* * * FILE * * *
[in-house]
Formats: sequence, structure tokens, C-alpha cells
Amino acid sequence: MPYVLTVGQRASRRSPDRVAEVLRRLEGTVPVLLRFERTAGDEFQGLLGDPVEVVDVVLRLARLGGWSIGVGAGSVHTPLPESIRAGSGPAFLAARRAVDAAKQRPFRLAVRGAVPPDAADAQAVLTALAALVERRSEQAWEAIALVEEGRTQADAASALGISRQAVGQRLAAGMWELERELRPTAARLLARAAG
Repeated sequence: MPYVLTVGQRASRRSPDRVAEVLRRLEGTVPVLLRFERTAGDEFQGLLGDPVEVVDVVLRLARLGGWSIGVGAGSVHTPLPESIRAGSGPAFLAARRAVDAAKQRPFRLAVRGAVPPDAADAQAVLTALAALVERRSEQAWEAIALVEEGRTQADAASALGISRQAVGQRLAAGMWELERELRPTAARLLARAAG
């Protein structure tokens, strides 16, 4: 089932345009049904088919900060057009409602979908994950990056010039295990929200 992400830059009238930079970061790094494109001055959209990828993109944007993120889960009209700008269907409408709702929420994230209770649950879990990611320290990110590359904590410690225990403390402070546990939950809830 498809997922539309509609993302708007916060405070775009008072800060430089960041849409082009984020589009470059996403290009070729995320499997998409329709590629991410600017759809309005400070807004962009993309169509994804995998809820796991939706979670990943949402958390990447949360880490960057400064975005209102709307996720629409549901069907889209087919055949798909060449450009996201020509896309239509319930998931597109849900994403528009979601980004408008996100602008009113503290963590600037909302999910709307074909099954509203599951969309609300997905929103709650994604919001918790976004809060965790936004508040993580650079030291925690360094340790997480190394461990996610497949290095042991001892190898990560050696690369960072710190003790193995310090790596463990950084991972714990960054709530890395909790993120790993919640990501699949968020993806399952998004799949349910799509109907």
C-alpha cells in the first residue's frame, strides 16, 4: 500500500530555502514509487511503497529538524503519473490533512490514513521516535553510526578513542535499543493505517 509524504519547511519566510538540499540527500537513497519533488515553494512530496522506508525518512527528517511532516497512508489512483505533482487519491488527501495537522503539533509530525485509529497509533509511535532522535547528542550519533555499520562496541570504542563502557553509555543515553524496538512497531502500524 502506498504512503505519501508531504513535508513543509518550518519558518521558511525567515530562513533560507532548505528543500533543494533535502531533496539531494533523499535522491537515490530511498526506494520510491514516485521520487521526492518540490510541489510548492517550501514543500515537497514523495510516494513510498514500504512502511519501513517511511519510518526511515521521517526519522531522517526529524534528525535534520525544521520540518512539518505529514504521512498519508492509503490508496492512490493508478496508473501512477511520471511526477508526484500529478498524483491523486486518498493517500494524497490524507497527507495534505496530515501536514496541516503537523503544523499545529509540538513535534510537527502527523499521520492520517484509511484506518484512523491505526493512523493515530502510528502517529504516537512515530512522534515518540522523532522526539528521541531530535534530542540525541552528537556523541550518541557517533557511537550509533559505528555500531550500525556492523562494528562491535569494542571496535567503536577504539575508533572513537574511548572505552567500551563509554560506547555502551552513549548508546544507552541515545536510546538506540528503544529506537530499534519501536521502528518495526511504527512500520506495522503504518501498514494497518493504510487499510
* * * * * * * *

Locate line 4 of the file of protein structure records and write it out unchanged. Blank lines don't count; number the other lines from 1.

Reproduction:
Repeated sequence: MPYVLTVGQRASRRSPDRVAEVLRRLEGTVPVLLRFERTAGDEFQGLLGDPVEVVDVVLRLARLGGWSIGVGAGSVHTPLPESIRAGSGPAFLAARRAVDAAKQRPFRLAVRGAVPPDAADAQAVLTALAALVERRSEQAWEAIALVEEGRTQADAASALGISRQAVGQRLAAGMWELERELRPTAARLLARAAG